Goodman says of her novel The Cookbook Collector (Dial Press, 2010), “The psychology of collecting is very important. The story is set during the dot-com bubble, and there’s a lot about the search for love and fame, and the desire to keep acquiring.”

Together, Goodman and Wheaton curated an imaginary cookbook collection. “Barbara would suggest we include this book and that book,” Goodman says. “All the books were real, but in the case of something very rare, we might create another extant copy. At one point, as the list got more and more exciting, Barbara started fanning herself and said, ‘You do realize, Allegra, that I’m consumed with lust.’”

Wheaton enjoyed working with Goodman partly because “Allegra was pursuing the material in the collection in a different way,” she says. “It’s refreshing to be asked questions that make us see things differently. I didn’t want to interfere with her writing; I thought my job was to supply her with a buffet she could make her meal from.”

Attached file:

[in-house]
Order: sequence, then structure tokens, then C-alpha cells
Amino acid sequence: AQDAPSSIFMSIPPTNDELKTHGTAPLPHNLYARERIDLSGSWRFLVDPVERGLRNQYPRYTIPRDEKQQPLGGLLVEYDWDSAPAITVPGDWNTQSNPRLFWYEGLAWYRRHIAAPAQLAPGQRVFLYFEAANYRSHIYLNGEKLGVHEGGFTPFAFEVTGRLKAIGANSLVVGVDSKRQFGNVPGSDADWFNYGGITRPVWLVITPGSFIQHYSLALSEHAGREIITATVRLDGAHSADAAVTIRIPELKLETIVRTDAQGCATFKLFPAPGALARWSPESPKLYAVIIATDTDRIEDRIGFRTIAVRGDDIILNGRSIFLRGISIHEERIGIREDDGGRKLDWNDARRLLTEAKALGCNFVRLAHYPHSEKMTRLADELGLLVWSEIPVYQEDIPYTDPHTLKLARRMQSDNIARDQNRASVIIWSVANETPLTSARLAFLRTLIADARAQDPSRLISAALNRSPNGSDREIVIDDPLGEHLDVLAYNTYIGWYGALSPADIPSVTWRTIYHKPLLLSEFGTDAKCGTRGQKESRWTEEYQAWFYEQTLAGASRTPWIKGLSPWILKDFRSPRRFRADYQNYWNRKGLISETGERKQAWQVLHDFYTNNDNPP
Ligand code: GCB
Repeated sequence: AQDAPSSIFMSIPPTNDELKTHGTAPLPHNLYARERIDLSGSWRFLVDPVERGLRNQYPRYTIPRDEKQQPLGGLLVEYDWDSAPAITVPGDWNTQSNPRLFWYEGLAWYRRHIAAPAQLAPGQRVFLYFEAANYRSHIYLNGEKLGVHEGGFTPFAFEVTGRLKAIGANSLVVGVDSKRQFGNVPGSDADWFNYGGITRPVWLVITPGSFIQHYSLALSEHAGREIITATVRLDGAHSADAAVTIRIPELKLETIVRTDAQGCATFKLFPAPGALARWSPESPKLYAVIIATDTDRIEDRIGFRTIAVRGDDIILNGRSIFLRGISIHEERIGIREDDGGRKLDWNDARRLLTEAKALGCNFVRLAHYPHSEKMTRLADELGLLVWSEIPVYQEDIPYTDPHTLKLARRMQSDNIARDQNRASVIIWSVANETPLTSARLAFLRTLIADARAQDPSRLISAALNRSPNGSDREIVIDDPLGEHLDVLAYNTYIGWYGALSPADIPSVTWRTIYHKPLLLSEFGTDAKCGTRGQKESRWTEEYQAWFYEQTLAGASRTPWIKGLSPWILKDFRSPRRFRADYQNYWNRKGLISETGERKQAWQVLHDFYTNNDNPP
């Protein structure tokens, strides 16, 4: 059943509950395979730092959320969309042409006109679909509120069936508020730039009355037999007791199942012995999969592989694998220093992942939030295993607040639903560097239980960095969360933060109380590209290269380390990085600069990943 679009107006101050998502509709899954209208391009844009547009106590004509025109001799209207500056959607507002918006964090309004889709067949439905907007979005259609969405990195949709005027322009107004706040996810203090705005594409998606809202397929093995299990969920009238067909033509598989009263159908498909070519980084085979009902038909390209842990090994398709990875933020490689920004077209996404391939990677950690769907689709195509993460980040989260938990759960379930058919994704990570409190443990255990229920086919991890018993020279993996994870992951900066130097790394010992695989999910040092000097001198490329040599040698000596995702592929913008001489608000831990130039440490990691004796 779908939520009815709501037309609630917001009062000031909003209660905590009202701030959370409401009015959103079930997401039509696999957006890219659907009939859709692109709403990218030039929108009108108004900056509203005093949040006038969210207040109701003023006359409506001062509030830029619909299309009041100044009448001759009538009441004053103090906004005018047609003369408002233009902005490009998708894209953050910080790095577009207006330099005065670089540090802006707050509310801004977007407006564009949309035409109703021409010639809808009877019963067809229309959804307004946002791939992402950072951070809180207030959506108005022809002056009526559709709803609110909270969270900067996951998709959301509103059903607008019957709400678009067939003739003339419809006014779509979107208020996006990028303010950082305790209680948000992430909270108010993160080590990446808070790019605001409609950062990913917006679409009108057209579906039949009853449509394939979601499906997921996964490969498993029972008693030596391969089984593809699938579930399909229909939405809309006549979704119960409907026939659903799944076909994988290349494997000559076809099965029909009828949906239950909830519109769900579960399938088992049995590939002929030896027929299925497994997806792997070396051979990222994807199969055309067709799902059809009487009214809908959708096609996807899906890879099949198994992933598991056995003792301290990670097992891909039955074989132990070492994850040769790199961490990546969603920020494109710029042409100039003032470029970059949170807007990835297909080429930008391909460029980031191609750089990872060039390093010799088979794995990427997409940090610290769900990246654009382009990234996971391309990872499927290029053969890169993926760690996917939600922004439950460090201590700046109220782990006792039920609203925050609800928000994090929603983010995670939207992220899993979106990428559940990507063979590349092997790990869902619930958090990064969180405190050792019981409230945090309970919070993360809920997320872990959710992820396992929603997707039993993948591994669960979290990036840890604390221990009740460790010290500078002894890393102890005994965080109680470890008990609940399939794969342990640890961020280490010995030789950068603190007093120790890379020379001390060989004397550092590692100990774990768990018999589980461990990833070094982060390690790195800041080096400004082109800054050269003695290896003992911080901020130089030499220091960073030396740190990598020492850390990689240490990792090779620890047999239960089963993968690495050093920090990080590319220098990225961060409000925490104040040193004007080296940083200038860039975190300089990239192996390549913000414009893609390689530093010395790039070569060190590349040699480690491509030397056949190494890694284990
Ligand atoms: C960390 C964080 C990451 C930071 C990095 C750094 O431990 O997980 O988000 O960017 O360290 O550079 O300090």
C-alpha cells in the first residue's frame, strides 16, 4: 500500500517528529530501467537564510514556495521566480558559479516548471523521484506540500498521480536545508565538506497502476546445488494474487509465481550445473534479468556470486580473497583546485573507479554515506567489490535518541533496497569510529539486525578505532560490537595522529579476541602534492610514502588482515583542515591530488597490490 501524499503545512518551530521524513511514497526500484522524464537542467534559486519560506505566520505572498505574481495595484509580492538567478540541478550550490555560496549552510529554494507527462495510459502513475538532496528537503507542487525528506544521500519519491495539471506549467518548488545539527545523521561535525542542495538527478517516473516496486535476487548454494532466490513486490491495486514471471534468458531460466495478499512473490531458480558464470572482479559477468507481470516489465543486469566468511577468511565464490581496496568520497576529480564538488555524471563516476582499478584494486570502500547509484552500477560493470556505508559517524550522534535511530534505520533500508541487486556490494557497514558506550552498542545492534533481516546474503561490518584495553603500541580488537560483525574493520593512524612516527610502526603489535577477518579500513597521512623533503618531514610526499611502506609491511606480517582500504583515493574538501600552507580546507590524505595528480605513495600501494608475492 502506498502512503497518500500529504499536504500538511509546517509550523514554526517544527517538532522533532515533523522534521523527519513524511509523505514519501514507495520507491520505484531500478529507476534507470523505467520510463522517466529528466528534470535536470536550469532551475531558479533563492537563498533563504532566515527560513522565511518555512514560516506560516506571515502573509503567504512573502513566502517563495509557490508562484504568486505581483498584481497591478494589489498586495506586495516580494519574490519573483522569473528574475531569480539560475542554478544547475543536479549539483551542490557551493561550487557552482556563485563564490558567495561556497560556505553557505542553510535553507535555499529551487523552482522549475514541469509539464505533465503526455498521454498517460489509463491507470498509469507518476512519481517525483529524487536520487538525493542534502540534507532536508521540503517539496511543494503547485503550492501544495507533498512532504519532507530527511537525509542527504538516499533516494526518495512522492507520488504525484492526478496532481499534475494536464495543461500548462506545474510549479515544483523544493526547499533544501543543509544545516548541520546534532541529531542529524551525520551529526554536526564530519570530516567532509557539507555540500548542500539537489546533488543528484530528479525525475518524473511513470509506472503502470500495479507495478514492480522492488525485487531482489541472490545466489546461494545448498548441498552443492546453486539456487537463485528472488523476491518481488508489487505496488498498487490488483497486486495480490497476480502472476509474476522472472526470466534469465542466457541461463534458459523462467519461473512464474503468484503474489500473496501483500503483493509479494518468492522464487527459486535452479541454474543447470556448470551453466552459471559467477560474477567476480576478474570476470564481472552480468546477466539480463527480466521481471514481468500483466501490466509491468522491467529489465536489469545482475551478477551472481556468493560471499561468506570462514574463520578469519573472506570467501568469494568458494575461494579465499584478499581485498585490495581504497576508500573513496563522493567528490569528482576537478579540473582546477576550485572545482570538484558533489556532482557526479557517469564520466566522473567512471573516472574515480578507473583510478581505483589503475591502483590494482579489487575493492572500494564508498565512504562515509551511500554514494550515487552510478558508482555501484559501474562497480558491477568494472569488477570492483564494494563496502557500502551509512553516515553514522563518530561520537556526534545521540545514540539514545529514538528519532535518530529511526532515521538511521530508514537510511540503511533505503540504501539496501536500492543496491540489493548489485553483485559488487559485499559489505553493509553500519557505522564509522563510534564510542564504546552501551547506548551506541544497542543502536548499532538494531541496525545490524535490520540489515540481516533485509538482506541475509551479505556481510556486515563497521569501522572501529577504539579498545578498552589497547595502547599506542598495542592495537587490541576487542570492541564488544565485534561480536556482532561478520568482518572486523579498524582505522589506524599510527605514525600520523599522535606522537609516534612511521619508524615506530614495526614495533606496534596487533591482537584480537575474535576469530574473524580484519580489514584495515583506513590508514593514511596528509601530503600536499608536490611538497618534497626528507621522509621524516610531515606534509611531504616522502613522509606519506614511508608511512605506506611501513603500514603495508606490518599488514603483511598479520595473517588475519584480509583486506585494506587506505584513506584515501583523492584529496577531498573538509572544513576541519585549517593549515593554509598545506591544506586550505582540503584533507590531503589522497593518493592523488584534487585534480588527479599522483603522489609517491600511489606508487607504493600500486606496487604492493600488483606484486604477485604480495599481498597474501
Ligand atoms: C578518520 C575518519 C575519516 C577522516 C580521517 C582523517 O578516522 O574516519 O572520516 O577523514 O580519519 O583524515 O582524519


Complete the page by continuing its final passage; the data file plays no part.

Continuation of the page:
Reflecting further on the Schlesinger and how different people use the collection, Wheaton says, “Everybody begins by knowing nothing. I walked in years ago as a user and picked up my first medieval cookbook with a mind full of ignorance, but I just kept plugging away.”

A Voice from the Past

Mia Walker ’10 came to the Schlesinger Library as a student in a seminar taught by Alice A. Jardine, professor 
of romance languages and literatures and of studies of women, gender, and sexuality, called “I Like Ike, but I Love Lucy: Women, Popular Culture, and the 1950s.” Reference librarian Sarah Hutcheon had assembled a selection of materials from the library—photographs, manuscripts, books, and periodicals—in order to vividly illuminate the era and also to introduce the students to the depth and breadth of the Schlesinger’s collections. Among Hutcheon’s picks was a series of letters written by Susan (Suzy) Houston Reid ’62 while she was a student at Radcliffe. “Her voice just jumped out at me,” Walker says. “I picked up the folder and I don’t think I heard another word anyone said during that entire hour.”